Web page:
In the build-up to the tournament, I had been following England's progress without having a realistic intention of visiting the finals, but after seeing their qualifier against Ukraine in Sheffield last year, I was impressed with the high-quality football, low cost match and of course rare chance to visit some big grounds without having to suffer the rigmarole of watching a Football League match. I had also seen the Young Lions plough Bosnia at Walsall back in 2016 whilst qualifying for the previous EURO tournament, so to actually be out here in Italy was something really special for me. The then 19-year old Kevin Oghenetega Tamaraebi Bakumo-Abraham, or Tammy Abraham as we all love and know him as, scored a brace when I last saw him at The Bescot, so to see him on the bench really did clarify how strong our starting team were at this competition. With Man City's Phil Foden and Bournemouth forward Dom Solanke leading the line, the wings looked just as strong for having Leicester City starlet Demarai Gray on one side and Ryan Sessegnon on the other. I could go on, but ultimately it would not be the big names on paper that would win the tournament but the players who played the best football- something that these Young Lions would find out the hard way.

For the record, I'd predicted a 3-2 win for the England boys
Due to the big crowd of fans and the fact that most of the 11,000 of us were arriving fairly late in the evening, it was touch and go for getting in on time and I think I eventually got myself tucked into my seat as the national anthems started. Of the four grounds visited this week, I'd say that the Dino Manuzzi is as close to a generic British ground as I'd seen. Four almost identical stands surrounded the pitch, with the classic corner standing floodlights poking their noses over. Don't get me wrong, it is a nice ground and for a third tier outfit it is in quality condition, but compared to the glory of the Stadio Friuli the night before and the two that would follow in Bologna and Trieste, it seemed a wee bit unspectacular. Not to worry though, the match would bring the stadium to life, right?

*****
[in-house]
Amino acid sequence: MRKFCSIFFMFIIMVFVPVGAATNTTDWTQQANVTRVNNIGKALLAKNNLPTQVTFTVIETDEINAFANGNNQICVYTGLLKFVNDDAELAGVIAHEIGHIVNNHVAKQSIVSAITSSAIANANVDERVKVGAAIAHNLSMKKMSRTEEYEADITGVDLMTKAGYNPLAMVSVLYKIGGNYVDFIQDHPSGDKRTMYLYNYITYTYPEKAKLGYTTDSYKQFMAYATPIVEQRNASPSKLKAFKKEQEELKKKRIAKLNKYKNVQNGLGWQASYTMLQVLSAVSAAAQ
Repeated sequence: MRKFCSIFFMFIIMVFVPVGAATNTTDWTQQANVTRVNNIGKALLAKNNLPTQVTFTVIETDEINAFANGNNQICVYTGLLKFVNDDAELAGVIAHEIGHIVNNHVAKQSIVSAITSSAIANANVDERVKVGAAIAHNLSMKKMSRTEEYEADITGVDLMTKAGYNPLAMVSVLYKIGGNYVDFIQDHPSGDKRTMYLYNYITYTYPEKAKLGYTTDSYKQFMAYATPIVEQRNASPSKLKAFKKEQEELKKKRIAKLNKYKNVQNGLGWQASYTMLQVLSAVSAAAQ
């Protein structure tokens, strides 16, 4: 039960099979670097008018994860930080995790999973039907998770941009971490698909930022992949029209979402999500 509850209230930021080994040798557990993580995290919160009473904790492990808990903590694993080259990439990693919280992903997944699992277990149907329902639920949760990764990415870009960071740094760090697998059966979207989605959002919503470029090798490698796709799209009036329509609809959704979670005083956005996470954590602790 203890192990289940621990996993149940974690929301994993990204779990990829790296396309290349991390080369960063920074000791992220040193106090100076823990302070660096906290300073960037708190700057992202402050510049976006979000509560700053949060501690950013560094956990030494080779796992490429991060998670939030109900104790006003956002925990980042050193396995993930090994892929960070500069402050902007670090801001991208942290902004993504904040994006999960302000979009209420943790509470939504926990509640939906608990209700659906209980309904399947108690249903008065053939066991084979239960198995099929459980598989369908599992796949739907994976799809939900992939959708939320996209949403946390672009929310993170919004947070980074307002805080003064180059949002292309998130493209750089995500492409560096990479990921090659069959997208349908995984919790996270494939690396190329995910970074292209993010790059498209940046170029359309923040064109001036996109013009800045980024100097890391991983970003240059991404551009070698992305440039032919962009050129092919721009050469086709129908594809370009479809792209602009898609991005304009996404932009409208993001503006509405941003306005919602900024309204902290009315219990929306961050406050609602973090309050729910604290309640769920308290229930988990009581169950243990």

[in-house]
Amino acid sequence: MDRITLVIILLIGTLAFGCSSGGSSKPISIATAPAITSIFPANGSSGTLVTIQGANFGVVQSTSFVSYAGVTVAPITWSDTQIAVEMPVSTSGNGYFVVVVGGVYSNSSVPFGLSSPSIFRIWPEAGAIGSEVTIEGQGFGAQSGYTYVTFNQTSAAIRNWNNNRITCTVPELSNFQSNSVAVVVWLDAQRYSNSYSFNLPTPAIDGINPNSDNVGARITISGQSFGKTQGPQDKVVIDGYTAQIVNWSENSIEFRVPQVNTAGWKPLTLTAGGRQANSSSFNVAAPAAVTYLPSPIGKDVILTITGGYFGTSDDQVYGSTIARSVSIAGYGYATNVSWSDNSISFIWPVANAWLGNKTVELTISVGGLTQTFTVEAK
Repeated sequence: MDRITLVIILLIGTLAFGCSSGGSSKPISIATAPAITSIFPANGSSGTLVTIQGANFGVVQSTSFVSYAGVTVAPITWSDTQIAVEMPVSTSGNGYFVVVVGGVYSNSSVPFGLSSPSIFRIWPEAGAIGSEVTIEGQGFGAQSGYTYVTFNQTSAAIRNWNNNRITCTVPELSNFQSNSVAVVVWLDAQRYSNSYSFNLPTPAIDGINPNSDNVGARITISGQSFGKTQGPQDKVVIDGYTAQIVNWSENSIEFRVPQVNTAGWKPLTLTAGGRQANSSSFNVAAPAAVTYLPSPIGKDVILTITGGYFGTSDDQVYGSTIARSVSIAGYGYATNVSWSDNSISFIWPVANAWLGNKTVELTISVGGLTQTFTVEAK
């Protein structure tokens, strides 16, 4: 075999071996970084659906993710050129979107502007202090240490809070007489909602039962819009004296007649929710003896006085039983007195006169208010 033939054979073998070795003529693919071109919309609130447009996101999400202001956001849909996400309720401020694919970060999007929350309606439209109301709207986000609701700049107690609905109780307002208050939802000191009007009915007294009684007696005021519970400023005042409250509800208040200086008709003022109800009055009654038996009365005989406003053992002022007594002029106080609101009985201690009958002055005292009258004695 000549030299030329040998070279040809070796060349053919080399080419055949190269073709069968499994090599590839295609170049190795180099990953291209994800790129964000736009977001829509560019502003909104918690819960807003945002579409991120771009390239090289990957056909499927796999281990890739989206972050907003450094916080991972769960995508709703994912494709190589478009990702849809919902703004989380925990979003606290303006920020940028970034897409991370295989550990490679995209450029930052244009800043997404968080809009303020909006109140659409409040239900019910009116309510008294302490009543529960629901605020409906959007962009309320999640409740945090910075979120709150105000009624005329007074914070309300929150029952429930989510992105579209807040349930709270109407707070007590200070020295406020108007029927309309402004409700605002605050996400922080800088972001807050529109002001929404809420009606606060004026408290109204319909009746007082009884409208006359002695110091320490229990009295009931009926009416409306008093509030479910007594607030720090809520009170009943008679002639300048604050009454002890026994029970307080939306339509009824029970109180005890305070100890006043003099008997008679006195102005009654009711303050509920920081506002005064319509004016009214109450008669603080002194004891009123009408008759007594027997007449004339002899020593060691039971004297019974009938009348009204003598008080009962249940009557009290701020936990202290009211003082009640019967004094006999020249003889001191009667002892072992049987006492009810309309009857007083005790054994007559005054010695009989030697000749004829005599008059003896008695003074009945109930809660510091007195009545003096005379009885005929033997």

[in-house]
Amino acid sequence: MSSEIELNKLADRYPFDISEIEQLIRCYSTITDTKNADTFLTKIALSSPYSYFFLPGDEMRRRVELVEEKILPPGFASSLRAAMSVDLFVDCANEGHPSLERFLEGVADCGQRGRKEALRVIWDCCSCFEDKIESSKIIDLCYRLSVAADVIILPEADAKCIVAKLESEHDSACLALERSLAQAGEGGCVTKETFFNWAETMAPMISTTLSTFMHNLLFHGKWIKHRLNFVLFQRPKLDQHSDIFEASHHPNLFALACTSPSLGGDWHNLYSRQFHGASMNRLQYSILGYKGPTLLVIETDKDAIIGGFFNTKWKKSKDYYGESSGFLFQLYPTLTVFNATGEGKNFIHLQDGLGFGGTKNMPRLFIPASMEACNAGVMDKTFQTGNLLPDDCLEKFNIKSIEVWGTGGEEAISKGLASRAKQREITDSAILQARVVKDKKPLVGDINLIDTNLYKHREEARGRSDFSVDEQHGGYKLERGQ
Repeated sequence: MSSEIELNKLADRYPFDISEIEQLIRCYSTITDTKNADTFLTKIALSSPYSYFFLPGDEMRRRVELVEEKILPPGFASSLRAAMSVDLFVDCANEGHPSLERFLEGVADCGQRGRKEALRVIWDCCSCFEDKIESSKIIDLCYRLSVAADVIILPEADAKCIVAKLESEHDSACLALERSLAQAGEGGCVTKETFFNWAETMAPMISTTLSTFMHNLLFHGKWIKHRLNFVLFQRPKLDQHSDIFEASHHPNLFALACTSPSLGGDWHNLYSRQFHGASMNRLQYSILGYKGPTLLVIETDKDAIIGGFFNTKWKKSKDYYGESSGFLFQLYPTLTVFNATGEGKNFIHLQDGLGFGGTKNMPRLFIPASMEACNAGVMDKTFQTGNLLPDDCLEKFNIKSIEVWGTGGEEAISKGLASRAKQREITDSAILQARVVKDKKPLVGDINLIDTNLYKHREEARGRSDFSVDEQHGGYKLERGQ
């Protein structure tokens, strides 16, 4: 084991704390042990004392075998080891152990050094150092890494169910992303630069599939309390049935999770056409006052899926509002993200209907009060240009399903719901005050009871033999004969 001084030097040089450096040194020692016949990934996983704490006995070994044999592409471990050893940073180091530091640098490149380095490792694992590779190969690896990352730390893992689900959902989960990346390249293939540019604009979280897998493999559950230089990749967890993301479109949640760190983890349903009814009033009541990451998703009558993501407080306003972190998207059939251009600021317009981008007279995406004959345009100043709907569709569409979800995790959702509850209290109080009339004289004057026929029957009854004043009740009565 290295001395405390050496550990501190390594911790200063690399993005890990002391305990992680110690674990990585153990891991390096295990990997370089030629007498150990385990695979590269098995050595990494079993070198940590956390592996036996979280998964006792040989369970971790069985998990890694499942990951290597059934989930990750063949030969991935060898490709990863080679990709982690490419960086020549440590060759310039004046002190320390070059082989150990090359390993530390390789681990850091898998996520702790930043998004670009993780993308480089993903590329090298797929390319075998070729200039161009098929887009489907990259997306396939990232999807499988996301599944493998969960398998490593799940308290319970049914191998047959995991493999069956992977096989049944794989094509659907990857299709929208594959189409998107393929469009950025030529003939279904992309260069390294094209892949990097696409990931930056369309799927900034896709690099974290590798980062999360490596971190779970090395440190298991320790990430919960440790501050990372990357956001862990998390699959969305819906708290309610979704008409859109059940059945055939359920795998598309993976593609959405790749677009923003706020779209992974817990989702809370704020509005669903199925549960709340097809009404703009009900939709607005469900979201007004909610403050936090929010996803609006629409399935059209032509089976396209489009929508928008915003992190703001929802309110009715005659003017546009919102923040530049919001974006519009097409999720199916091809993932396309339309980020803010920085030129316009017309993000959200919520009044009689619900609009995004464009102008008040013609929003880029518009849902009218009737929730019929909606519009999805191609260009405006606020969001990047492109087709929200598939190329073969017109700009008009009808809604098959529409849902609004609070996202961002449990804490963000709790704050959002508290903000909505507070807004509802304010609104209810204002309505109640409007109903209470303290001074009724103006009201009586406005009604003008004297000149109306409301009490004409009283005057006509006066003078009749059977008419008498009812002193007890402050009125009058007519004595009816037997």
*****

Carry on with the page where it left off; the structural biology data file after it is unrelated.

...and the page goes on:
The English and French fans seemed to be fairly well equally represented from what I could hear, whilst the opening ten minutes of action provided a fairly good start for England. Sessegnon went close by hitting the post early on and Solanke missed a fairly well presented chance soon after, meaning that the fans in their Three Lions kits were starting to get a little overexcited. I think that at every single England game I've ever been to, I have seen a guy in the 2002 World Cup reversible red top- so to continue that tradition was a treat as I looked around and saw it to my left. France came into the game a bit more in the midway point of the half and they won a penalty for a dubious handball in the box. Lyon and former Celtic striker Moussa Dembélé stepped up and had it saved by Dean Henderson. The Sheffield United shot-stopper didn't have too much to do to make the save, but it still required a cool head and much like his fellow Northerner Jordan Pickford, he did his bit to keep the team level. Dembélé continued to look lively after this big miss, but was again thwarted just before the half-time whistle and the sides went in level-pegged at 0-0. A good game so far and either side looked capable of being able to grab the points.